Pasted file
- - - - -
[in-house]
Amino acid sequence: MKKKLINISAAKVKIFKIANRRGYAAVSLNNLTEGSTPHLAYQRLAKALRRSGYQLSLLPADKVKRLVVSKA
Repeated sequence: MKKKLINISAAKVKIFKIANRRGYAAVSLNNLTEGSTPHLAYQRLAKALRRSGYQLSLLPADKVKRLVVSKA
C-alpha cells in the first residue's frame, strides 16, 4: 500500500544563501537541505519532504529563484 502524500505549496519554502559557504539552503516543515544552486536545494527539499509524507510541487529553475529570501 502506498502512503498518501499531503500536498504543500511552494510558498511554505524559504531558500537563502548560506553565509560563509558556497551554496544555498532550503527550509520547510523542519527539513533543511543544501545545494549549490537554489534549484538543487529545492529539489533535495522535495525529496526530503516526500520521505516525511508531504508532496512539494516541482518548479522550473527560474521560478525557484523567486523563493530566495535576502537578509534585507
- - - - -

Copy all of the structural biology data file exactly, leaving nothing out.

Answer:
[in-house]
Amino acid sequence: MKKKLINISAAKVKIFKIANRRGYAAVSLNNLTEGSTPHLAYQRLAKALRRSGYQLSLLPADKVKRLVVSKA
Repeated sequence: MKKKLINISAAKVKIFKIANRRGYAAVSLNNLTEGSTPHLAYQRLAKALRRSGYQLSLLPADKVKRLVVSKA
C-alpha cells in the first residue's frame, strides 16, 4: 500500500544563501537541505519532504529563484 502524500505549496519554502559557504539552503516543515544552486536545494527539499509524507510541487529553475529570501 502506498502512503498518501499531503500536498504543500511552494510558498511554505524559504531558500537563502548560506553565509560563509558556497551554496544555498532550503527550509520547510523542519527539513533543511543544501545545494549549490537554489534549484538543487529545492529539489533535495522535495525529496526530503516526500520521505516525511508531504508532496512539494516541482518548479522550473527560474521560478525557484523567486523563493530566495535576502537578509534585507